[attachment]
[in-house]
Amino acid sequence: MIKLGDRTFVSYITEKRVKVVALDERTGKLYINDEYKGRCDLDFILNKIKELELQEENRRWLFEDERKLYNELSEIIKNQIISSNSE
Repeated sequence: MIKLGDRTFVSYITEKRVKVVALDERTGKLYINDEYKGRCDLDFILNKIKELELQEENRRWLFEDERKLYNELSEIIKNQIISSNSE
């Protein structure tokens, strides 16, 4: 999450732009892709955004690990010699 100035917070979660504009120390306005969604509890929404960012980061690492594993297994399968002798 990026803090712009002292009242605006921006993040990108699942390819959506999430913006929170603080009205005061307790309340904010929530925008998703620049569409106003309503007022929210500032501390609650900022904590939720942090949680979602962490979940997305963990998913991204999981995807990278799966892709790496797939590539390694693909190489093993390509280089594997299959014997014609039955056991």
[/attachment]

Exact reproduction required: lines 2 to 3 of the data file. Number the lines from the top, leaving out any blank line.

Amino acid sequence: MIKLGDRTFVSYITEKRVKVVALDERTGKLYINDEYKGRCDLDFILNKIKELELQEENRRWLFEDERKLYNELSEIIKNQIISSNSE
Repeated sequence: MIKLGDRTFVSYITEKRVKVVALDERTGKLYINDEYKGRCDLDFILNKIKELELQEENRRWLFEDERKLYNELSEIIKNQIISSNSE